British ministers and officials, wargaming for a sausage trade war with the European Union, are confident that any tariffs from Brussels won’t have teeth.
UK-produced chilled meats, such as sausages and pork pies, will be effectively banned from Northern Irish shops from July 1 when a grace period in the Northern Irish Protocol expires.
Charles Michel, the European Council president, on Thursday repeated the EU threat to impose tariffs and suspend parts of the trade deal if the UK unilaterally extended the grace period.
Lord Frost said that “all options were on the table” after talks with the EU in London broke up without a breakthrough on Wednesday.
If the grace period is extended, the EU will trigger dispute resolution processes that can ultimately lead to tariffs on British goods. But British officials are confident that any retaliation will be muzzled by provisions in the Brexit trade deal that demand any response is proportionate.
Given that chilled meat exports to Northern Ireland are relatively small, the EU’s response would have to be equally so.
“Any tariffs have to be proportionate to any harm being done to the other party,” a UK official said, “this is also a dispute in the Withdrawal Agreement rather than the trade deal so any EU action is far from straightforward.”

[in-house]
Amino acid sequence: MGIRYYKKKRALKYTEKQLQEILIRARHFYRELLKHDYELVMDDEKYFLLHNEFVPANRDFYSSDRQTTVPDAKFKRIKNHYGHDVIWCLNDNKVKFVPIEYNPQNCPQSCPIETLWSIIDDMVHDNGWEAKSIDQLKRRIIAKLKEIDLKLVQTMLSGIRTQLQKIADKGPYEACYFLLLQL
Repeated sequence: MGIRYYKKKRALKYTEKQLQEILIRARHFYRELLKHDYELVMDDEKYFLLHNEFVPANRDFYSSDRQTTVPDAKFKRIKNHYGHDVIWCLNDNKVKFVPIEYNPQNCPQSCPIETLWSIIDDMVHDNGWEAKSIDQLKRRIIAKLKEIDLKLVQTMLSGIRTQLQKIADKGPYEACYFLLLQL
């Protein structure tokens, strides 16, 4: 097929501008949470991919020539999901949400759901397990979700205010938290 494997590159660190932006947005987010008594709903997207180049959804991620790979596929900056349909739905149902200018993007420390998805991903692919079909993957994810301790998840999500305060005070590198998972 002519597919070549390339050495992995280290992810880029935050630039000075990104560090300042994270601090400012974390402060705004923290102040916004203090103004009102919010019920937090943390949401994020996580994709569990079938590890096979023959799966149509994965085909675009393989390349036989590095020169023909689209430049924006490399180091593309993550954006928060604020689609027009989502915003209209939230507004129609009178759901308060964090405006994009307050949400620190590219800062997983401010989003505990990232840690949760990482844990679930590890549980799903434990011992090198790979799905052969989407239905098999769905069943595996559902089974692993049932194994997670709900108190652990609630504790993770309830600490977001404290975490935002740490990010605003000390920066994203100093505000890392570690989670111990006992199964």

British negotiators ensured that any retaliation had to meet strict thresholds of evidence to specific injuries during the talks over the trade deal last year.
"It is wrong that anyone should be threatening the British sausage. We will stand up for the British sausage and no one will ever be able to destroy it," said trade minister Ranil Jayawardena.
EU sources confirmed that any tariffs would have to be limited in scope. “There are plenty of other things we can also do to make things difficult,” one official said.
The EU official said that Brussels was not going to grant UK financial services firms access to the Single Market “anytime soon”.
Brussels was already “going slow” in finalising the UK’s associate membership to the EU’s €100bn research programme Horizon Europe to increase the pressure on Britain, the official said.
The EU could also look at data sharing agreements and other areas of cooperation for leverage.
The UK could, if things escalate, withdraw market access to EU financial services firms, which it granted in November last year.
Brexit sausage war explained
“We will use all the tools we have in order to make sure that we defend our interests, that we protect the integrity of the single market,” Mr Michel said, ahead of the G7 meeting in Cornwall where Boris Johnson is set to discuss the row with Joe Biden.
“The European Union is determined to make the protocol work for the benefit of everyone in Northern Ireland, and we have bent over backwards for years to find a solution on that,” said Ursula von der Leyen, the European Commision president.
"But we also have to protect the Single Market,” she added.
The sausage ban can be stopped if both sides strike a veterinary agreement but there is no consensus on how it would work. Brussels favours a Swiss-style deal with the UK following EU rules, while Britain wants its food safety and animal health regime deemed equivalent to the EU’s.